Clinical Trials

Clinical trials provide researchers an opportunity to better understand tinnitus within human patients, and test both new and current tinnitus treatments.

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Clinical trials are biomedical or behavioral research studies on human subjects, designed to answer targeted questions about a particular health topic. They are often used to study health conditions in vivo--within a functioning human patient. They are necessary to test the efficacy of medical and behavioral interventions for certain health conditions.  Clinical trials on human subjects are typically a late-stage step in the research process, and are only allowed after meeting ethical and safety standards.

Clinical trials related to tinnitus may serve multiple functions, depending on the specific study or topic in question:

  • To study the underlying biological mechanisms of tinnitus
  • To explore correlating or causal factors behind the development of tinnitus
  • To better understand the impact of tinnitus on a personal or population level
  • To explore the safety and efficacy of different tinnitus interventions

Informed, volunteer patient participation in clinical trial studies is an important component in the research process. Tinnitus patients interested in volunteering for a clinical trial should remember two points:

Studies typically have specific participation criteria

Each study will have different prerequisites and qualifications for prospective participants. In general, researchers try to minimize the variability of their human subjects to prevent outside variables from influencing outcomes data.

Clinical trials are primarily for research, not treatment

Human trials are designed, first and foremost, to gather data to better inform subsequent medical research. Even in trials that are testing treatment tools for tinnitus, the main focus is to gather data to validate the treatment’s efficacy, not to treat the volunteer participants for the condition. (The tested tools themselves may not be effective, or the patient may receive a placebo version of the treatment.) While it is possible that a patient may find some tinnitus relief as a participant in a clinical trial, this is not a recommended, guaranteed, or even likely way to get receive treatment. Participating in a clinical trial, however, is an excellent way to help advance the science that may lead to further treatments and/or cures.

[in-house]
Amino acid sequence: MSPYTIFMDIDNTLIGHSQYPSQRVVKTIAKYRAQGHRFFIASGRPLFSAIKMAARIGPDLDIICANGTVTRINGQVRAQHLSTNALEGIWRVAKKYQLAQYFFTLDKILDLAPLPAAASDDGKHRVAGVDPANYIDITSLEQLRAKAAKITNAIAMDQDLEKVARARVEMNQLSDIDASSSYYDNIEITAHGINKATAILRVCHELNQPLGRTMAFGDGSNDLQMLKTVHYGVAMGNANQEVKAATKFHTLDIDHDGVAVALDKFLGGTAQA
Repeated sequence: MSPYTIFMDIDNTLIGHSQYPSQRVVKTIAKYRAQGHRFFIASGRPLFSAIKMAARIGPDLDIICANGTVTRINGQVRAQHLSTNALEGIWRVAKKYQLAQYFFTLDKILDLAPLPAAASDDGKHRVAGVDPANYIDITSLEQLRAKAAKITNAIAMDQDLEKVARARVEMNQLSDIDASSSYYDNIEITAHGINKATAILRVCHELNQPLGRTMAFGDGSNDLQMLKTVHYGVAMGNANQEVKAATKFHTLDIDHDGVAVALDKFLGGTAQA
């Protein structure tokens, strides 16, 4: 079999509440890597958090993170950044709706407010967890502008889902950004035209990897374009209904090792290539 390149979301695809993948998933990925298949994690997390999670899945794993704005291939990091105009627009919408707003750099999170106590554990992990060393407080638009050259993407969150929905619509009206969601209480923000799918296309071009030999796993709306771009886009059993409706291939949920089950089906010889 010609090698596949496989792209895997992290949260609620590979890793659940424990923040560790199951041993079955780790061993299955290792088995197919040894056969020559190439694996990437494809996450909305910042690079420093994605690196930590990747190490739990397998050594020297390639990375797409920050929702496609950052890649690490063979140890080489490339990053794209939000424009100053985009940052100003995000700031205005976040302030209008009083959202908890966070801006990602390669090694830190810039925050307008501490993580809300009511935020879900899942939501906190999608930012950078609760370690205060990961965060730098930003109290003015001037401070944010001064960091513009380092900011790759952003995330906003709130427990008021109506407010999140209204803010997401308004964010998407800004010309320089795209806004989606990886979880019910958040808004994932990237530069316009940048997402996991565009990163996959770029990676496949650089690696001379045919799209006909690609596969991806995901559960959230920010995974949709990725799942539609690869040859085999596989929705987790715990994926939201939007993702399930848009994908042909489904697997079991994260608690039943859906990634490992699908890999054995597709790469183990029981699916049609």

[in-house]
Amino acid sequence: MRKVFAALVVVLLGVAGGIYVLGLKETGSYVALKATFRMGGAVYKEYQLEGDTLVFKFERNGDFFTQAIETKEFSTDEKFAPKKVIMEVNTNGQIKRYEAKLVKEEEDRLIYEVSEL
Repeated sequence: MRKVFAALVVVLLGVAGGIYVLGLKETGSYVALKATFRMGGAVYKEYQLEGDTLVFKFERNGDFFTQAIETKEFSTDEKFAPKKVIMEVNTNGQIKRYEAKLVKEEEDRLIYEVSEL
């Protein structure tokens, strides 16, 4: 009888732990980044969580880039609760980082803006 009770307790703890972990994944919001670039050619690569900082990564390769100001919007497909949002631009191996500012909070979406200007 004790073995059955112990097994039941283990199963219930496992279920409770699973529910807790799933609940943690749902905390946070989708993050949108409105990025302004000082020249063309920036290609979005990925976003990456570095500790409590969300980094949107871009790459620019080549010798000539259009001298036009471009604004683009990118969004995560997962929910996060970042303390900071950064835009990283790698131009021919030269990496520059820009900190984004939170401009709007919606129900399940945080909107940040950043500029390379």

Finding a Clinical Trial

While there are many clinical trials listed on the internet (some of questionable merit), the best source to learn about and validate clinical trials is at clinicaltrials.gov, which is a service of the U.S. National Institutes of Health. There you can search for a study, learn about its purpose, eligibility criteria, locations, fiscal sponsors, and how to contact the researchers in charge. You may wish to refer to this page within the site for a list of trials organized by geographic location.

Patient Stories

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Tinnitus Research

ATA is one of the only organizations worldwide funding tinnitus research. Learn about ATA's innovative Roadmap to a Cure, and recently-funded studies.

Treatment Options

Treatment Options

You have choices when it comes to tinnitus treatment. Learn about your options, including general wellness, sound therapy, behavioral therapies and more.